Fruits Basket
Episode 12

by Jacob Chapman,

How would you rate episode 12 of
Fruits Basket (TV 2/2019) ?

The new school term brings both a zoo of freshmen and a malicious overlord to Tohru's ongoing life with the Soma family. While Akito's formal introduction to our heroine seems momentous at first, this episode is more interested in raising questions about his relationship with Yuki than providing much closure for a concerned audience. At least it's nice to know that Tohru forgets to be a pushover when confronted with two-faced evil. She'll need some true grit to stand up against the smiling threat that faces her and the two boys she wants to protect.

In the midst of this episode's orientation hijinks, my favorite little detail is something I noticed for the first time only when watching this remake. While he's already been improving at controlling his anger over the past several episodes, the story of the Foolish Traveler seems to have given Kyo a new set of tools for handling his conflicting feelings around Tohru. Now instead of getting angry at her for being a gullible space cadet, Kyo warns Tohru to try and be more focused when she's alone, but more importantly reassures her that she can be her ditzy self around him as much as she wants. This remark is just accidentally flirtatious enough to catch both of them off-guard, but it's also a heartwarming reminder that Kyo has started thinking about the ways he can support people for who they are rather than trying to judge or change them. If he can learn to make peace with Tohru's frustrating qualities in this way, then perhaps with time he can extend this same kindness to himself. Of course, once Momiji and Haru show up, all Kyo's training to control his anger goes right out the window.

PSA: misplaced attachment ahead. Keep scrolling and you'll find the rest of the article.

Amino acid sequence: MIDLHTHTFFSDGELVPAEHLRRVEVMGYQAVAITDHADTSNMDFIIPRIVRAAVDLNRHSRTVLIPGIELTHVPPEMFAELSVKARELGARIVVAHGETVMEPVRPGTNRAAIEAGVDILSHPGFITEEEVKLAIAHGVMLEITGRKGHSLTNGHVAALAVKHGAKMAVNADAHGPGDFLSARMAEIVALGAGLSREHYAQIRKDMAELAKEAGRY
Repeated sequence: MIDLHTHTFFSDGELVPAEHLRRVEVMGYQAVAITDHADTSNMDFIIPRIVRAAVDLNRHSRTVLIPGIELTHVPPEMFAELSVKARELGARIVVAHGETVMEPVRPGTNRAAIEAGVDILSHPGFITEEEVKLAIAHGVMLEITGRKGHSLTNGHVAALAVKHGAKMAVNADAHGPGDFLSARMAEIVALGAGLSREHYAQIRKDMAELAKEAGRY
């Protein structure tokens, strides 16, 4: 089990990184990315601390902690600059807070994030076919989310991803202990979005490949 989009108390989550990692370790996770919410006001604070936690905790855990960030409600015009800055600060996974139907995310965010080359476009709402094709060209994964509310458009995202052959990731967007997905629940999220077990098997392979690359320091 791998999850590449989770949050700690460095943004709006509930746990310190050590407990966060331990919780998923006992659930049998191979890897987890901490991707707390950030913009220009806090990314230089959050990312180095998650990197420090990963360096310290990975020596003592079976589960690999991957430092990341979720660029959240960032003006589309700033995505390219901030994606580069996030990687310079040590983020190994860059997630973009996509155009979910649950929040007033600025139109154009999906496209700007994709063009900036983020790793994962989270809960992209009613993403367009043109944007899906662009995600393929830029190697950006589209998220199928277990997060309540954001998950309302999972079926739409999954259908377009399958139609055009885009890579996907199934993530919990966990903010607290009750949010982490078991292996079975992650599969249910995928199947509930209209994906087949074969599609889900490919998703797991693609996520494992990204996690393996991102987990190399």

The rollercoaster of manic gags that ensues mostly serves to introduce two of the most unapologetic oddballs in the Zodiac to the personification of staunch Japanese conformity in student council president Makoto Takei. But beyond shameless jokes about cross-dressing and pubic hair, I also appreciate the message about self-expression that Hatsuharu conveys in his own strange way. If people who dress and act "normal" often commit crimes and hurt others anyway, why shouldn't he and Momiji be able to dress however they want and let their actions speak to their true character? People should be able to express themselves through their appearance in whatever way makes them most comfortable in their own skin, and technically, they are both following the rules by wearing the official school uniform! Once again, Haru's roundabout way of looking at things reveals an underrated wisdom beneath his brusque exterior, even if the release of his hormonal Dark side tends to undercut his noble intentions.

The laughter ends abruptly when Akito steps onto the scene, dressed all in black, exuding an imposing presence that's somehow equal parts weak—like his spindly frame could blow away in the breeze at any moment—and resolute, as he moves with unflinching stone-cold confidence toward his destination at all times. We aren't given long to try and decode his request that Tohru "take care of" the Soma boys before Yuki interrupts their ominous reverie, but given that he asks this with a look of pure cruelty on his face, I'd say he's still hinging his bets on Tohru messing up in some way that will drive Yuki right back into his arms.